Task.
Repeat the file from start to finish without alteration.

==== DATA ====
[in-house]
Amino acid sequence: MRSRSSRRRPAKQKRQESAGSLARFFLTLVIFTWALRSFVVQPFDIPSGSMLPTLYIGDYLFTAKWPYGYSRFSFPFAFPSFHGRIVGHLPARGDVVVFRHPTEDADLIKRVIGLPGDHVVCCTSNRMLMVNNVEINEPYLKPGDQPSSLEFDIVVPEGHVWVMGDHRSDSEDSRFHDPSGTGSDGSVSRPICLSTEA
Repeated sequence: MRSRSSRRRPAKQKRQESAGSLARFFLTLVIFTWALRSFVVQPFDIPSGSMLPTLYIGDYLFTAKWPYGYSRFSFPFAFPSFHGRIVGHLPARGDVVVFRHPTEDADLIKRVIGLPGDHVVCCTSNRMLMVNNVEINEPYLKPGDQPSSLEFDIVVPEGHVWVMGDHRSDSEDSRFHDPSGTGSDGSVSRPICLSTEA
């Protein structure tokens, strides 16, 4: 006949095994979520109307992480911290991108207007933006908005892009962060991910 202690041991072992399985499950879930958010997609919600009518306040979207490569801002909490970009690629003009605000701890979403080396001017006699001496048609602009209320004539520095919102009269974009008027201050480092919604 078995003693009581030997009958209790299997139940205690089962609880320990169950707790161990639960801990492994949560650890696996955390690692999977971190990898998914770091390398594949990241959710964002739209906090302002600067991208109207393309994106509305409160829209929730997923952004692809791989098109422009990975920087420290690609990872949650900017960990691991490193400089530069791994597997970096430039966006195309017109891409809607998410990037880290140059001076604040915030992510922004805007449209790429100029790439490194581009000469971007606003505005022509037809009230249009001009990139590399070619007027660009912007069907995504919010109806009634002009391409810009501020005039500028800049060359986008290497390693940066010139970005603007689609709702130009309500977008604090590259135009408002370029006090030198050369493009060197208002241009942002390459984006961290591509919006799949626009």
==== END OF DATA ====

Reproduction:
[in-house]
Amino acid sequence: MRSRSSRRRPAKQKRQESAGSLARFFLTLVIFTWALRSFVVQPFDIPSGSMLPTLYIGDYLFTAKWPYGYSRFSFPFAFPSFHGRIVGHLPARGDVVVFRHPTEDADLIKRVIGLPGDHVVCCTSNRMLMVNNVEINEPYLKPGDQPSSLEFDIVVPEGHVWVMGDHRSDSEDSRFHDPSGTGSDGSVSRPICLSTEA
Repeated sequence: MRSRSSRRRPAKQKRQESAGSLARFFLTLVIFTWALRSFVVQPFDIPSGSMLPTLYIGDYLFTAKWPYGYSRFSFPFAFPSFHGRIVGHLPARGDVVVFRHPTEDADLIKRVIGLPGDHVVCCTSNRMLMVNNVEINEPYLKPGDQPSSLEFDIVVPEGHVWVMGDHRSDSEDSRFHDPSGTGSDGSVSRPICLSTEA
């Protein structure tokens, strides 16, 4: 006949095994979520109307992480911290991108207007933006908005892009962060991910 202690041991072992399985499950879930958010997609919600009518306040979207490569801002909490970009690629003009605000701890979403080396001017006699001496048609602009209320004539520095919102009269974009008027201050480092919604 078995003693009581030997009958209790299997139940205690089962609880320990169950707790161990639960801990492994949560650890696996955390690692999977971190990898998914770091390398594949990241959710964002739209906090302002600067991208109207393309994106509305409160829209929730997923952004692809791989098109422009990975920087420290690609990872949650900017960990691991490193400089530069791994597997970096430039966006195309017109891409809607998410990037880290140059001076604040915030992510922004805007449209790429100029790439490194581009000469971007606003505005022509037809009230249009001009990139590399070619007027660009912007069907995504919010109806009634002009391409810009501020005039500028800049060359986008290497390693940066010139970005603007689609709702130009309500977008604090590259135009408002370029006090030198050369493009060197208002241009942002390459984006961290591509919006799949626009």